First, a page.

The Variational Characterization of Expectation

by Zachary Robertson3 min read16th Apr 2021No comments

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Epistemological Status: Fairly confident. This is much closer to the expected minimal map I had in mind ;)

Expectation for a random variable given is the best point estimate of given under squared error loss.

Say we have a random variable , but are only allowed to summarize the outcomes with a single number . What should we pick so that the squared error is minimized? Thus, in this sense, the expectation of a random variable is the best point estimate of it's outcomes.

A major reason a variational characterization is interesting is because it creates a tunnel to optimization theory. The expected minimal map presented here can 'average out' irrelevant details allowing you to filter to just the relevant things in a stream-lined manner.

When the random variables have binary outcomes we can use the conditional expectation to characterize probability without referencing information. It is effectively the same statement without reference to information. So there are at least two ways of giving a variational characterization of probability.

Lemma 1 (Optimal Prediction): Define a random variable . The best point representation of the outcome of for a given observation is equivalent to . Moreover, the optimal point representation of is invariant under the pull-back of the conditioning.

Corollary: When indicates a binary answer to a query we have a characterization of probability.

The second condition is a fancy way of saying that our optimal estimate is an optimal way to condition our expectation. It's somewhat like cheating on a test. You can either read the question and then predict via or you could be told the answer and then predict via .

Suppose that instead of cheating we answer some other question that gives us a hint for the answer. Now we have something like, We have a question, we get a hint, we answer. From the above lemma, the best guess for is , but we don't know . Our best guess for is so the best we can do is, On a multi-part problem we might having something like, So we take the approximations as, In practice, we'll often want or need to restrict the class of functions we know how to optimize over. In such cases extending the Q/A process is the only way to guarantee that the final answer is always close to the optimum. At this point we can 'forget' about the intermediates and optimize, If the function class is appropriate, this gives you the optimization problem associated with training a neural-network. Literally, but only approximately, each function averages out irrelevant features of it's input to create more relevant features for prediction in it's output.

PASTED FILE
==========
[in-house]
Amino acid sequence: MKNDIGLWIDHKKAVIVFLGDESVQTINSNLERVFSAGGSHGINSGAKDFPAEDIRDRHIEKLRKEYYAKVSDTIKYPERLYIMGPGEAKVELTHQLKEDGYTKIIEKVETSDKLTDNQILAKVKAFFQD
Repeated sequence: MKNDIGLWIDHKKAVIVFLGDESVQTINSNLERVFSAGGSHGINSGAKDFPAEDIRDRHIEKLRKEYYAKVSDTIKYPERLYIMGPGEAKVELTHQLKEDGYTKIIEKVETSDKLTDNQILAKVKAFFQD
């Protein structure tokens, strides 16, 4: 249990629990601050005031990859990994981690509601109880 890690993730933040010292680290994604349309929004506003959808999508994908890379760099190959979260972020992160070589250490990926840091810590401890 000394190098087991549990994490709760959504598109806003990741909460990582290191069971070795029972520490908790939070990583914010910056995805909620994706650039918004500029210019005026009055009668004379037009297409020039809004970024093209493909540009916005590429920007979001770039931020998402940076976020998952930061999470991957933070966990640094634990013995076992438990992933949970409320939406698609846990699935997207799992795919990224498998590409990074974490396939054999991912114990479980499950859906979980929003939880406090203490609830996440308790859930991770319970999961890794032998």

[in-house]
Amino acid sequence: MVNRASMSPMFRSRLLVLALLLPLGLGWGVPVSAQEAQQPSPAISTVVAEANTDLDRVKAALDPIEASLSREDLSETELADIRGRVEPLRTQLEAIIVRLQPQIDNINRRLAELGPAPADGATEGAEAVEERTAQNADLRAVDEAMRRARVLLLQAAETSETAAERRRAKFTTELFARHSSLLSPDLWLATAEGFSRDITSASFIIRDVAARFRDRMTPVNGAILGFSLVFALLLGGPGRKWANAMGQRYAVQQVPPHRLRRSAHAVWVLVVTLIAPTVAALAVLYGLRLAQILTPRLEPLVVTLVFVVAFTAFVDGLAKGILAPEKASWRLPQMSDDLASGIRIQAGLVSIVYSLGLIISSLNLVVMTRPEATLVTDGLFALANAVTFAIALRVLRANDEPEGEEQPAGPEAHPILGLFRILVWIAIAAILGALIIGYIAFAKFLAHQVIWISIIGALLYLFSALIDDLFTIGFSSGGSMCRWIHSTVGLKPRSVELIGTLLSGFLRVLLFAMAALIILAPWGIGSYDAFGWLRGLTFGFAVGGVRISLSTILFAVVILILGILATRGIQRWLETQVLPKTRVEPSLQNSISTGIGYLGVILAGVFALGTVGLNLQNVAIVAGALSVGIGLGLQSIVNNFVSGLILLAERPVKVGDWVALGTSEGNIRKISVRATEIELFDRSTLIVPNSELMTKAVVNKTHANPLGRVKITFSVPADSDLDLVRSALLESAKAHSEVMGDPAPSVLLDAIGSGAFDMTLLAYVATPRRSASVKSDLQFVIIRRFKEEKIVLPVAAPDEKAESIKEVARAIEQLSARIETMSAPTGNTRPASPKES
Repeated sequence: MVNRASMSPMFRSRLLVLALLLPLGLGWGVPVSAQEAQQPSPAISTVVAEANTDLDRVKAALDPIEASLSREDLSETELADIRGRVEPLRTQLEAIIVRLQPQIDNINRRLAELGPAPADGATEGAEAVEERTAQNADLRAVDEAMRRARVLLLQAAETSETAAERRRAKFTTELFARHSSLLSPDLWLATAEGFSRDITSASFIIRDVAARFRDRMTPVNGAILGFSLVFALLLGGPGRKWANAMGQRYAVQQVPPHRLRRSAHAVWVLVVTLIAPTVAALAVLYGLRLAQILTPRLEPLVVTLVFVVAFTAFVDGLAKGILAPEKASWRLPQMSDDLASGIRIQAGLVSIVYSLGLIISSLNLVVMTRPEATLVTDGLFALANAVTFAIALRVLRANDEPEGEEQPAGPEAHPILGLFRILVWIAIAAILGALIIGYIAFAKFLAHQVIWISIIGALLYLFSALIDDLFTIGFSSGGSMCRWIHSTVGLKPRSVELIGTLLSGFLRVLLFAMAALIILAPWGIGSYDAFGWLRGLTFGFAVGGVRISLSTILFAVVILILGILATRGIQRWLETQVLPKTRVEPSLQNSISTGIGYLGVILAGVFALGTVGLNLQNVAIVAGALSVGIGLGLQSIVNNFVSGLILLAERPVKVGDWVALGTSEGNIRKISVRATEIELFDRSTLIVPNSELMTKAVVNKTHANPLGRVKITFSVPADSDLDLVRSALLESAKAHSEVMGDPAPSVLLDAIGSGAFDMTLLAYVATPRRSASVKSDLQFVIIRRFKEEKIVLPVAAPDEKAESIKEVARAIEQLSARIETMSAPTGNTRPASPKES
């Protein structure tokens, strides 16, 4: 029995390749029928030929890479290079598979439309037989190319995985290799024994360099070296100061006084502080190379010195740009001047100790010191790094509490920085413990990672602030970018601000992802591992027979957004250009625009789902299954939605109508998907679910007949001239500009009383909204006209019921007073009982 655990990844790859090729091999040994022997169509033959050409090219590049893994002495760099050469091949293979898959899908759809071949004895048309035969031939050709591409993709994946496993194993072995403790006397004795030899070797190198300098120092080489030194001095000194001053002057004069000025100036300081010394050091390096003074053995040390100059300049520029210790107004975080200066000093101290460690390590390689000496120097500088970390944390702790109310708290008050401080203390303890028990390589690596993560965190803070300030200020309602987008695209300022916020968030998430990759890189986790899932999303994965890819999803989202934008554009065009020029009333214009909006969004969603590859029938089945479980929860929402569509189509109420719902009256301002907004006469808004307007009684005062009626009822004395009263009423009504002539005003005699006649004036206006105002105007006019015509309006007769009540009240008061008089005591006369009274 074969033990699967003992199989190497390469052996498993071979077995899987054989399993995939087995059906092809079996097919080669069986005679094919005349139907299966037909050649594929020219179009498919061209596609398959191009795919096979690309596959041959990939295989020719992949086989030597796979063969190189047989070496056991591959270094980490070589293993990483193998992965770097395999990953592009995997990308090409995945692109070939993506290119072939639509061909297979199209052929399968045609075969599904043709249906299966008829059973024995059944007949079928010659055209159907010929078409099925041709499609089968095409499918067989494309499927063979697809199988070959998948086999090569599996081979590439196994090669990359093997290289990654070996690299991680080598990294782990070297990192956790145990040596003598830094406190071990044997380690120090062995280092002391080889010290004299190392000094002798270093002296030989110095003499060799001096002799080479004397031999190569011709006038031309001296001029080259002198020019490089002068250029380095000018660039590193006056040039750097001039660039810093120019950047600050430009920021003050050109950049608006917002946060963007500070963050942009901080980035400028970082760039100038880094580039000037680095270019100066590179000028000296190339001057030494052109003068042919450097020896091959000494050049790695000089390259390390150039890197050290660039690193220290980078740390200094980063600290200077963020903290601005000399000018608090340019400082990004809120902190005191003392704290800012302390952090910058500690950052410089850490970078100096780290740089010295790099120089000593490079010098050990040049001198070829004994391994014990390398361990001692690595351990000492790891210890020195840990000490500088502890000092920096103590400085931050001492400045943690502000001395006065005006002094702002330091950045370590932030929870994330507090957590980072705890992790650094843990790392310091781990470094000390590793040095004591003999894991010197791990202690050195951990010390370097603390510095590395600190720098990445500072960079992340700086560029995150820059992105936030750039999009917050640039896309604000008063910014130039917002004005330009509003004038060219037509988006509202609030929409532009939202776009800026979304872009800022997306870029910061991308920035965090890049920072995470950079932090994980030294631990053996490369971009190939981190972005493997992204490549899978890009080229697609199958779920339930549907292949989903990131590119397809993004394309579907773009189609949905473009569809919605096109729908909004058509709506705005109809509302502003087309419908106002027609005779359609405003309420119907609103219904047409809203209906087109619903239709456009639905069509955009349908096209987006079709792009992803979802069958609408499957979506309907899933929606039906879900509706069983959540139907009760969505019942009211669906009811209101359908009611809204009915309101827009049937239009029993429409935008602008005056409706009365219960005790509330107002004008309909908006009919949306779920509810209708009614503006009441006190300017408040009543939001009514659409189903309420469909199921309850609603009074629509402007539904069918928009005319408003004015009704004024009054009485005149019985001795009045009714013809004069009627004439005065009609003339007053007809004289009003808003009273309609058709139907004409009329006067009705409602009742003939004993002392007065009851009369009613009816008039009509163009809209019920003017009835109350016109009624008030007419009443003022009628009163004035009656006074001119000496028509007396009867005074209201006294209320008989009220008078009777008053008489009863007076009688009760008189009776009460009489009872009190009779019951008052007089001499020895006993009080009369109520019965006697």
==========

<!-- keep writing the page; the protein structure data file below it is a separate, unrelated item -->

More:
Proof of Lemma 1: The proof works for non-binary random variables. However, the probabalistic interpretation is lost. Expectation for random variables in is characterized by, The minimizer exists and is unique by the Hilbert projection theorem. Moreover, So all that's left is to verify the pull-back doesn't affect the outcome. We have, Therefore, the probability conditioned on the observation is the optimal point estimate and pulling-back the observation to just the point-estimate leaves the estimate unchanged.

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